We went to the barn to check the sheep and Toupee had three lambs.  They were up and walking around with all the other sheep.  She had a white ewe, a white ram and a tiny black/white ram.  Although cleaned, she kept backing away from the black and white ram.  We got them into a jug and clip/dip/stripped.  We held her while they all drank and they were laying down napping when we left.  When we did the evening feeding all was well.

The guys went fishing and when they got home about 11 PM we went to check on the lambs again.  Luckily for us we did.  The black and white lamb was stuck between the wall and a wooden box we usually keep two five gallon buckets of water in.  We took the buckets out and put Toupee's hay in there.  The little ram was cold and Toupee would not let him nurse this time, backing away and kicking when we put him on her.  The man scooped him up and has become his mom.  #1 wanted to name him and after several ideas settled on the name of Domino.  The other two have not been named and since I am unsure of their future it may stay that way.  The man has decided we are keeping Domino and making a wether out of him. These show his markings on each side.

But back to that night...the man's baby woke us up at 2, 4, 6 and because we slept in from all the awakenings he woke us again at 7:20.   After a lazy morning, Sir T and #1 took us out to breakfast and a stop at Agway where they bought me a beautiful clematis.  Then it was back home for bottlefeedings and a nap!  We woke up, checked on the animals, planted the clematis, watered all the transplants and seed rows.  We brought Domino out to walk around and amazingly it was time for dinner. I had wanted to get my potatoes planted but we just were not up to the task.  After dinner and coffee we sat down to watch Survivor. I wanted Rupert to win it but since he got voted off I was rooting for Sandra and she won!  And I finished a granny square baby blanket in pink, white and brown for the man's granddaughter due in July.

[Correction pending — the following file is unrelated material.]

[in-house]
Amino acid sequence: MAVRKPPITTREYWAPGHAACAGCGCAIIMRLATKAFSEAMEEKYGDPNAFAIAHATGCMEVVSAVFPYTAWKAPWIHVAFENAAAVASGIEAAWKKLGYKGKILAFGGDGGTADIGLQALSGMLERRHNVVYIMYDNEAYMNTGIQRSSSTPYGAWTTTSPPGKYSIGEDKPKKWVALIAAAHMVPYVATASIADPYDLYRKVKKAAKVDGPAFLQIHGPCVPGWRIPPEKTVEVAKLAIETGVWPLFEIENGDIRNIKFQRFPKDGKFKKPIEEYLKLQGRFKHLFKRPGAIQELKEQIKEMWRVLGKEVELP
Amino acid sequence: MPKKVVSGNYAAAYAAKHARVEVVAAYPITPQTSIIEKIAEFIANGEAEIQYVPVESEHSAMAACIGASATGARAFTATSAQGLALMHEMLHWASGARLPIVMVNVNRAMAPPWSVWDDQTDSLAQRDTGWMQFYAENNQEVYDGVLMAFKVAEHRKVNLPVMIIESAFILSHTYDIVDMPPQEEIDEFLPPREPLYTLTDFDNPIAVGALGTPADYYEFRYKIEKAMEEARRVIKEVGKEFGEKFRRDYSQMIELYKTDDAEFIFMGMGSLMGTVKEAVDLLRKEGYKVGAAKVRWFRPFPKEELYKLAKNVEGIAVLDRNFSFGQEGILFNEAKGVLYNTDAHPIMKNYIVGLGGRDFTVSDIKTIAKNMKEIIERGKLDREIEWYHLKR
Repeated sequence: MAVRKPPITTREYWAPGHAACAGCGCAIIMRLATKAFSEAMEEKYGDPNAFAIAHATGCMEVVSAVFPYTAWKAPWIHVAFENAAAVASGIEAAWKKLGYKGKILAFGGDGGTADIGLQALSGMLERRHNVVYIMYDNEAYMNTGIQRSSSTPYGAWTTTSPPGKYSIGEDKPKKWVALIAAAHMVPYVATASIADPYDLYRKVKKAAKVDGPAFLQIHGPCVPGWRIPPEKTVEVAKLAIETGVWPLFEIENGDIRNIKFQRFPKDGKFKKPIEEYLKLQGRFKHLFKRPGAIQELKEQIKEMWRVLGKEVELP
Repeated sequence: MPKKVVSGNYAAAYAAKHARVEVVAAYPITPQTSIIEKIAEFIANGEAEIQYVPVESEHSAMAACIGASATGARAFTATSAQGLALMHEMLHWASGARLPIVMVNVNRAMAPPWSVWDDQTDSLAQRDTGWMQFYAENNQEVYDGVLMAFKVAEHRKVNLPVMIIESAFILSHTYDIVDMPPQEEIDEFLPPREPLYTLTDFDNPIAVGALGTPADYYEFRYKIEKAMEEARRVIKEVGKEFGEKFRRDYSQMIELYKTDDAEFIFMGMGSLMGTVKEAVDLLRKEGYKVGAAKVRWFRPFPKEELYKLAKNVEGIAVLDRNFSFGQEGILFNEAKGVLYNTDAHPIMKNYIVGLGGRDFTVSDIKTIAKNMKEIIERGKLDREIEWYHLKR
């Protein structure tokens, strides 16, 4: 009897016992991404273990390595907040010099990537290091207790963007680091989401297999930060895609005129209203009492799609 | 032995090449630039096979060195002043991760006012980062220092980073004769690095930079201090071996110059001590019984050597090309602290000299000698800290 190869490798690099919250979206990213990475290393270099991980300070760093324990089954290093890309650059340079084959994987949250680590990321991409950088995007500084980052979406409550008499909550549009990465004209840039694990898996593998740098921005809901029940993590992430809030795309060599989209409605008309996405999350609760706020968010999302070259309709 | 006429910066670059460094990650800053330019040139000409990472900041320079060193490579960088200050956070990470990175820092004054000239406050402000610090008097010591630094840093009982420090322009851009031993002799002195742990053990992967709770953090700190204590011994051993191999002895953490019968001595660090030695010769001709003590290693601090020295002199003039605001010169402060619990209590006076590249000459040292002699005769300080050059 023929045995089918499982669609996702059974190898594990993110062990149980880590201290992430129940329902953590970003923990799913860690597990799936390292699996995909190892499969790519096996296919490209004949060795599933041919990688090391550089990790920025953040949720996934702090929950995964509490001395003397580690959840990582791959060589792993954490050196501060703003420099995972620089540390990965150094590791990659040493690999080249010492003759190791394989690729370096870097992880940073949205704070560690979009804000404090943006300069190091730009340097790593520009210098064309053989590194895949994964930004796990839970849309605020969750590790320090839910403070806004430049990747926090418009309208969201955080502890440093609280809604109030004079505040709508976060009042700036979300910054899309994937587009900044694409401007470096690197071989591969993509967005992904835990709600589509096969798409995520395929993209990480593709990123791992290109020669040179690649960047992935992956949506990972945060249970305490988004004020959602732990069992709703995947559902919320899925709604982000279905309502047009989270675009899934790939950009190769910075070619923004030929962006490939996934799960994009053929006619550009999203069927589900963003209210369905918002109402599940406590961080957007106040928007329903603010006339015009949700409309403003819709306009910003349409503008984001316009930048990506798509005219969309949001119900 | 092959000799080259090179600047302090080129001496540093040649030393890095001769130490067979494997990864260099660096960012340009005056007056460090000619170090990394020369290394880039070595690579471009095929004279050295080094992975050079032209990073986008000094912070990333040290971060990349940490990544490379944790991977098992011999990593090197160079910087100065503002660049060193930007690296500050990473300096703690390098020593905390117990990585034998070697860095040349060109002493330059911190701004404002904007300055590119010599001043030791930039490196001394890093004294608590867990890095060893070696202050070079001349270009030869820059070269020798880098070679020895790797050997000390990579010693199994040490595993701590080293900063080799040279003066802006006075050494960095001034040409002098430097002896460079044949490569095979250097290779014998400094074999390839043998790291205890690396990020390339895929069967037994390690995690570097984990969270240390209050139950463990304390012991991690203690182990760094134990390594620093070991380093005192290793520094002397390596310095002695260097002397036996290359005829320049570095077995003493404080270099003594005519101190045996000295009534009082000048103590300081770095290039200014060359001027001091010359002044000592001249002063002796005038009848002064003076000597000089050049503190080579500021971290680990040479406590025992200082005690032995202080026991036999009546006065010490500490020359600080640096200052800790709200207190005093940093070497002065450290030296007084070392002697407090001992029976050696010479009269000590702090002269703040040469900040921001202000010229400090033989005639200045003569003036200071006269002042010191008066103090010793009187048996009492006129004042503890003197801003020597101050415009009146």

Last night Domino only woke us up once so it was a good night.  Today started with wishing the man a Happy Birthday.  He left for work and the kids for school.  Then the Post Office called, my chicks were in.  Usually I get my meat birds from Farmer Dave but it was cheaper to order them this year.  Luckily, eventhough it was last minute, they were able to ship what I wanted in the time frame I wanted.

Now #1 and I are headed out to the garden.  I am going to risk it and plant my tomatoes.  It is suppose to rain tomorrow so that will offer them a good start.  Then it is inside to start dinner and bake a cake.